Danny Willett insists he has no issue with Rory McIlroy being given a special exemption to remain in the Race to Dubai, even though that could stop him from ending the season as European number one.
The ankle injury which forced McIlroy to sit out three tournaments this summer, including the defence of his Open title at St Andrews, means he will not play the 13 events required to remain in the Race to Dubai, even though he currently leads the rankings.
However, European Tour chief executive Keith Pelley cited ''exceptional circumstances'' in granting McIlroy permission to remain on the money list by playing 12 events as he tries to win the Harry Vardon Trophy for the third time in four years.
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McIlroy is therefore eligible for a share of the 5 million US dollars bonus pool and it also affects the top 30 on the money list on November 15 who qualify for next year's Open, the top 60 who make the season-ending DP World Tour Championship and the 110 players who keep their card for next season.
Willett would also be entitled to significant bonuses from his sponsors if he won the Race to Dubai, but is happy to try to wipe out his deficit of £214,071 on the course, starting with this week's British Masters at Woburn.
The 28-year-old told Press Association Sport: " If he wins more money than me playing less events, so be it.
"I appreciate rules are rules and there could be a few implications down the line of who finishes 61st or 111th on the Order of Merit and this and that. But from a personal point of view, (winning) the Race to Dubai without Rory in it wouldn't really be that great.
"You want to play and you want to win these things when the best players in the world are playing, and if he can get more money with injuries, that's just good golf.
"You have bonuses from sponsors and bits and bobs but by the same token, you wouldn't want to win it by not winning it. It's all nice and well to get paid here and do this and that, but if you know inside you've not quite won it, it wouldn't sit right with me."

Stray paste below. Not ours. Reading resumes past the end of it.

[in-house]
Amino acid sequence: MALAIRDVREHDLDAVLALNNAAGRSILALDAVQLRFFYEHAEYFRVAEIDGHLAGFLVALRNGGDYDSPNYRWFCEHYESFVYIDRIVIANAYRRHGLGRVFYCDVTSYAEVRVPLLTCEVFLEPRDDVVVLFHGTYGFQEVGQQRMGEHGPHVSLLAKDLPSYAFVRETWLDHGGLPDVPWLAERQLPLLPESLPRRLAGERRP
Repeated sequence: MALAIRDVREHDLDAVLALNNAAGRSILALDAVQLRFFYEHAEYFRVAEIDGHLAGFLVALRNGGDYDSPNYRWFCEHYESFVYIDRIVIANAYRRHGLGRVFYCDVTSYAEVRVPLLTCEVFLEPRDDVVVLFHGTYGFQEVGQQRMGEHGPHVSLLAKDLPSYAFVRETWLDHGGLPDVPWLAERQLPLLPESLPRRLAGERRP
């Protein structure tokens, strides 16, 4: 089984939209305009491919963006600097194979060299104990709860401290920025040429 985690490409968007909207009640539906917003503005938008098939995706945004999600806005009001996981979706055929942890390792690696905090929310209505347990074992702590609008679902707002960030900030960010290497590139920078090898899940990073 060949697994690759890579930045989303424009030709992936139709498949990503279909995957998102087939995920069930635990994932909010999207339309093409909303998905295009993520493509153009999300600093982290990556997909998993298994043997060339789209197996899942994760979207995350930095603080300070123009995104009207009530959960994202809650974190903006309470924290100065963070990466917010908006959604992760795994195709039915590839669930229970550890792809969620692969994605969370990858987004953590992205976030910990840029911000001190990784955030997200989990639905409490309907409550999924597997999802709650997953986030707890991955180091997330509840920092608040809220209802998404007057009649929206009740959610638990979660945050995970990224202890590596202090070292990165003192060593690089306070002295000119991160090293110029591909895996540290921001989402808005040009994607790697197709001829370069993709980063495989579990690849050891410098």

Willett also has other things on his mind following the announcement that his wife Nicole is expecting their first child in 2016, which is one of the factors behind his decision not to take up PGA Tour membership next season.
"I spoke to a lot of guys about it, guys who have been there, done it, seen both sides of it," the world number 25 added. "And obviously in terms of Ryder Cup points, staying in Europe is beneficial for myself.
"I'd have liked to have taken the card but think maybe it's just a year or two too early. Hopefully we're in the same position the next year or the year after and we're able to make the decision yes or no. It could be no again. All depends on how everything is going.
"I think being comfortable inside the top 50 in the world now it makes it easy to not take it. If I was around 50 or 60 in the world, I probably still might have because you're not guaranteed to get all the World Golf Championships and all that stuff.
"Being comfortably inside it, we're in everything next year so it's not going to be too difficult to kind of have a similar schedule, a 10 to 12-event schedule over there next year."